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De La Salle child protection report 'ready in weeks'

By Claire O'Boyle

A report into child protection issues at De La Salle College is expected to be completed within weeks.

The independent review, which will focus on a 2013 visit to the West Belfast school from a Dublin priest and inappropriate sexual conversations he is alleged to have had with three children, was commissioned by the board of governors in January.

Crucially, the report will examine how complaints from three children relating to the same priest, understood to have been made separately in June 2013, September 2014 and March 2015, were handled by school authorities.

The PSNI confirmed that while the first complaint was dealt with in June 2013, two subsequent reports were not received by them until December 2014 and July 2016 respectively - in one case a number of months after the allegation was made, and in the other, more than a year later.

The report will ask if:

√ appropriate steps were taken by school staff to refer the matter to appropriate authorities;

√ there was effective communication with external bodies in relation to the matters raised;

√ there was appropriate communication with pupils and parents;

√ there was appropriate support to affected pupils, and if;

√ appropriate steps were taken to implement safeguards for future arrangements.

The board of governors confirmed its intention to share the "outcome" of the review with parents and teachers.

Kieran McCormick from the Concerned Parents of De La Salle group insisted parents must see the report in its entirety - not just its outcome.

He said: "The reason we are demanding the full report is so that parents can see the details, and to be reassured our children are going to a school where these vital procedures are followed.

"This matter has been a huge worry to all parents and in keeping with the recommendation of transparency from recent investigations we want to see the report in its entirety."

The Belfast Telegraph submitted questions to the PSNI, Social Services, the Diocese of Down and Connor, Council For Catholic Maintained Schools (CCMS) and the Education Authority relating to the procedures followed and the timeline involved in investigating all three complaints: if and when the complaints were passed to each body, and how and when they were dealt with.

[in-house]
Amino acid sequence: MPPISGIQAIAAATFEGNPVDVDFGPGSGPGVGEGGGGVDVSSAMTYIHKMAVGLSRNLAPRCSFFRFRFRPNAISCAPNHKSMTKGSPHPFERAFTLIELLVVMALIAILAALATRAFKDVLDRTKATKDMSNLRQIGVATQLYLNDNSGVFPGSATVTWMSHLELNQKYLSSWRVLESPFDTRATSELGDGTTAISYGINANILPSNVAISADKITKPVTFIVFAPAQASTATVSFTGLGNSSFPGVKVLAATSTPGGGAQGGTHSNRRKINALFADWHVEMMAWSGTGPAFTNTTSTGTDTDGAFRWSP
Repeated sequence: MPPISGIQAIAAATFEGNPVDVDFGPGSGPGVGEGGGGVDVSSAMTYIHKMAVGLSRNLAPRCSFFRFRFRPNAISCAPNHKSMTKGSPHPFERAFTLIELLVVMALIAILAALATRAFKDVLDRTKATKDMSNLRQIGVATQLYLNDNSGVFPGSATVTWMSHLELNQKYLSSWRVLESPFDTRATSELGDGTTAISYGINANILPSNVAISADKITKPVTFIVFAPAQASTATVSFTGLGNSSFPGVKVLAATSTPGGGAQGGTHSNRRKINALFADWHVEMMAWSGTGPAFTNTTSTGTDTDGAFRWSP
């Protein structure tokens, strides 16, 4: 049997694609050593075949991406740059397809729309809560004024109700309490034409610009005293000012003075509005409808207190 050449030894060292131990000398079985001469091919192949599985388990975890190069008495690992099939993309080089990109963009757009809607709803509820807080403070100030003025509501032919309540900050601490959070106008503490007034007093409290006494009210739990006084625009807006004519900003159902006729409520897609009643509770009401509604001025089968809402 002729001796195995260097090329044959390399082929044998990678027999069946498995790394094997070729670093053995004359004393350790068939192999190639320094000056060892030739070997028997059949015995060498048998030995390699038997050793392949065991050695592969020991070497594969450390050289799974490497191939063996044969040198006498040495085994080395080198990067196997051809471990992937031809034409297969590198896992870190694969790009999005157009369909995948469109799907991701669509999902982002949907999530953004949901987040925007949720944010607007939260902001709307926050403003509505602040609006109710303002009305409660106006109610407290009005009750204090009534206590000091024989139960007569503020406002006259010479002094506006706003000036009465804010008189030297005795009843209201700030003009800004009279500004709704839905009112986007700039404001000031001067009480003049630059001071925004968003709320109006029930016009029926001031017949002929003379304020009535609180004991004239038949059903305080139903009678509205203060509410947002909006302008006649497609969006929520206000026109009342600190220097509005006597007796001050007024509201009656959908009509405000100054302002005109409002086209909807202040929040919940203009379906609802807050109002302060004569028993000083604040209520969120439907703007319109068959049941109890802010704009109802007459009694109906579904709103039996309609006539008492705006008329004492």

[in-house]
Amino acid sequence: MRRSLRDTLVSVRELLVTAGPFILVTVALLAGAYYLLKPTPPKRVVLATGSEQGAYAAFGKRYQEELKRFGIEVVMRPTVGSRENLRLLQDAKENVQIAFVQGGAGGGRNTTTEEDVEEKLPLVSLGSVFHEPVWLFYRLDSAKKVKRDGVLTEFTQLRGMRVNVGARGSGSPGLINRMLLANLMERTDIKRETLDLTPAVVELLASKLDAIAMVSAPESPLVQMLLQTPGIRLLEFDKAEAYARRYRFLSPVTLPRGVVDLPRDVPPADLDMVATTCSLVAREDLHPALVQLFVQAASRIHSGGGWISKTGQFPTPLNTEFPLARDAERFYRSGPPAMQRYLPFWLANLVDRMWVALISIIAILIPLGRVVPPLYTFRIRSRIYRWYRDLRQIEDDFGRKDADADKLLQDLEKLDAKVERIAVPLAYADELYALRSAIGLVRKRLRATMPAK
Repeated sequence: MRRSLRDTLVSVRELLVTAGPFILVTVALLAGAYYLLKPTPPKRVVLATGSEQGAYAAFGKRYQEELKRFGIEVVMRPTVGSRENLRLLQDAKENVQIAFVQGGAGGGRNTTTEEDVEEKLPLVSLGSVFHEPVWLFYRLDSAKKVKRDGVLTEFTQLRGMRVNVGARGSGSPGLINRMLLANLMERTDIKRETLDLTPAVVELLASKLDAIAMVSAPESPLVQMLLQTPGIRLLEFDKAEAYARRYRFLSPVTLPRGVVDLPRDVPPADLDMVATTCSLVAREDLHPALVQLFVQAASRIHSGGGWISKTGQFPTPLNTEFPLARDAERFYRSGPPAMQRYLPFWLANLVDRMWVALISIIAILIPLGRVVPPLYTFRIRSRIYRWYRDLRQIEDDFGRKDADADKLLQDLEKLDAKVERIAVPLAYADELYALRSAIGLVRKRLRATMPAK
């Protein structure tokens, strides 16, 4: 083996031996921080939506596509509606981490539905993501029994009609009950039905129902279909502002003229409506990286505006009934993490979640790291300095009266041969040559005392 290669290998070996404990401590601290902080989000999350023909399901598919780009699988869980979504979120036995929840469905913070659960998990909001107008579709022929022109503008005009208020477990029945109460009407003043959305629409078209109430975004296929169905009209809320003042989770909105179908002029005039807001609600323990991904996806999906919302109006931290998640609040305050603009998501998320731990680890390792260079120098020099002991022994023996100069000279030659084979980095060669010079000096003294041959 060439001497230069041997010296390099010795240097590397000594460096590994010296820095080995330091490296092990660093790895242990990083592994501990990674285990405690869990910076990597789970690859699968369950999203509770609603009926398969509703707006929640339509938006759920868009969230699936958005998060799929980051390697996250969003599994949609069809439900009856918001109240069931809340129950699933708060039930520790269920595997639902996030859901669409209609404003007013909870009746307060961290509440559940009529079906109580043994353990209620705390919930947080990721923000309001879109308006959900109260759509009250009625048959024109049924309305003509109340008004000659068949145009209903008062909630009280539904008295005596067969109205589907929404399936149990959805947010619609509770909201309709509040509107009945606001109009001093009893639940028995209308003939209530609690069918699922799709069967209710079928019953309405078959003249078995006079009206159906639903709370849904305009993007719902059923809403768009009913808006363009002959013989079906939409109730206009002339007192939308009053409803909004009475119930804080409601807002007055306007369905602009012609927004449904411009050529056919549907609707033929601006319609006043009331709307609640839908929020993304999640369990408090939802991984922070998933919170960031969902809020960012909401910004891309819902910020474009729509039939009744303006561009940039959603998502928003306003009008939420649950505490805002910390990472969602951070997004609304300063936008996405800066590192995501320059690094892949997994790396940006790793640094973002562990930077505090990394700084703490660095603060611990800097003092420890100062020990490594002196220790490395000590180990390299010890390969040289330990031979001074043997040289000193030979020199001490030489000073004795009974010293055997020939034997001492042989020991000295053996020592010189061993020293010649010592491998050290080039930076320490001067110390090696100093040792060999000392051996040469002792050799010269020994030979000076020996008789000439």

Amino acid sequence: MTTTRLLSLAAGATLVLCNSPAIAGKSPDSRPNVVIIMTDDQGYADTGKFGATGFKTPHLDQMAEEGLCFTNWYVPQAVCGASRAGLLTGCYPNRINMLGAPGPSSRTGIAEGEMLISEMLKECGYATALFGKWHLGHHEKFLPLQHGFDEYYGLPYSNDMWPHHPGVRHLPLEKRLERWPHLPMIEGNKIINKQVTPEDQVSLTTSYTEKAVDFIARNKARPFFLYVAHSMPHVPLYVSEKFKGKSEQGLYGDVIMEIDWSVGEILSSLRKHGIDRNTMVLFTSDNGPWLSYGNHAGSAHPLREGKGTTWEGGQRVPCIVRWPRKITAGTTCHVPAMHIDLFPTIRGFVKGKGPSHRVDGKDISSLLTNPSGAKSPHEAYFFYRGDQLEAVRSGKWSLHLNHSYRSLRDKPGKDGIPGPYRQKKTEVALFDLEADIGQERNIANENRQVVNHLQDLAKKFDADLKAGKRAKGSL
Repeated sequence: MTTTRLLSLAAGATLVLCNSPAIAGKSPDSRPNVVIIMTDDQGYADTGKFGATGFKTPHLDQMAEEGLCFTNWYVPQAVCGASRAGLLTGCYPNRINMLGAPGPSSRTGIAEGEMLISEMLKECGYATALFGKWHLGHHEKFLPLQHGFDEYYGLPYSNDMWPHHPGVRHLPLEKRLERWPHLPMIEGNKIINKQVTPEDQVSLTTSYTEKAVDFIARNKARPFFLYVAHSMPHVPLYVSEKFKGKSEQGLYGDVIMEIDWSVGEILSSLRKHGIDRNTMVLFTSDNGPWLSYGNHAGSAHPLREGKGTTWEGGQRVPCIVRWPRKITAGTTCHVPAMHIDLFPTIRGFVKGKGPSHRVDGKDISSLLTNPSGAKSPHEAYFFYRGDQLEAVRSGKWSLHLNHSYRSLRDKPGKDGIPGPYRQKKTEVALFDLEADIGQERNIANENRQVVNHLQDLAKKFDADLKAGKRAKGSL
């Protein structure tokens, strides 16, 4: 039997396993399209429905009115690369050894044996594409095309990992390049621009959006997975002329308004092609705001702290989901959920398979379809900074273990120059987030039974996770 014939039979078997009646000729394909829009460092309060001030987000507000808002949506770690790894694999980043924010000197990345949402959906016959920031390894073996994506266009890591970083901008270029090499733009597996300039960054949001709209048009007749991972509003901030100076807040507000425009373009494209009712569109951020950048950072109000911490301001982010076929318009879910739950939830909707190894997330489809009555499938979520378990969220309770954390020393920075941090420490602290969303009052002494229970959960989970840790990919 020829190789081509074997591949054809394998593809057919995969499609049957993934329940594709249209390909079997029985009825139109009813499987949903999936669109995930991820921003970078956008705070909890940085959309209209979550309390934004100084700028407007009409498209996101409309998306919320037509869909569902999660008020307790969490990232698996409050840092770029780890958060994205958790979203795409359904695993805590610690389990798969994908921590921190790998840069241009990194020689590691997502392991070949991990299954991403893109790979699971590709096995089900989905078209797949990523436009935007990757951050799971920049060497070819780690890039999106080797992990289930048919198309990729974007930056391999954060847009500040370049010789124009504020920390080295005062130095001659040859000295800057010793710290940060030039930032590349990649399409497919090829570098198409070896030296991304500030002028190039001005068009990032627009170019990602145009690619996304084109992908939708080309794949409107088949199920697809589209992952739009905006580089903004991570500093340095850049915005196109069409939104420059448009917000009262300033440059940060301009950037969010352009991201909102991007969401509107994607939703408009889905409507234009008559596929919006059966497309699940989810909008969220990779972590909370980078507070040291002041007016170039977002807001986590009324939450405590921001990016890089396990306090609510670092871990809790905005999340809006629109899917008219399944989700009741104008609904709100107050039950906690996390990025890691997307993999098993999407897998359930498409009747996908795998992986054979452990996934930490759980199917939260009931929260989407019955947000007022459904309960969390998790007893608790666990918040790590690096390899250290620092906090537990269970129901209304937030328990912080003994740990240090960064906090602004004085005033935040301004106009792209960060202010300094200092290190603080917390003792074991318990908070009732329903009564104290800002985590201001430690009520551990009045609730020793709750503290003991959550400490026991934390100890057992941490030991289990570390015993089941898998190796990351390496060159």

The board of governors said: "As the review and report is not yet complete it would be inappropriate for the board to comment on the potential findings or content of that report. The college has co-operated with and provided assistance to the review panel."

The Diocese of Down and Connor said concerns were passed to statutory bodies, specifically PSNI and social services, although a spokesman would not confirm details of dates.

A statement said: "We can confirm that the diocese has received three concerns of a safeguarding nature relating to an incident in 2013 against a priest from outside of the diocese making a visit to De La Salle College, Belfast. In each case, these safeguarding matters were promptly passed on to the statutory authorities by the Diocesan Safeguarding Office and the diocese was advised that they had been investigated. No further action was recommended by the statutory authorities."

In answer to specific questions about if and when the complaints were raised with social services, a spokesperson said: "It is not the policy of Belfast Trust to comment on individual cases as this would be a breach of confidentiality."

A spokesperson for CCMS said: "CCMS understands the review and report will be completed in the near future. It is not appropriate for CCMS to comment publicly on the potential findings or content of that report while the review is ongoing. CCMS has co-operated with and provided assistance to the Review panel."

PSNI Detective Inspector Trish Higgins said: "In 2013, police were made aware of a concern in relation to an incident at the school. Enquiries were made and no offences were detected, however the PSNI worked with the Diocesan Safeguarding Authorities to ensure effective safeguarding."

A spokesperson for the Education Authority said: "The EA is unable to comment on individual cases."

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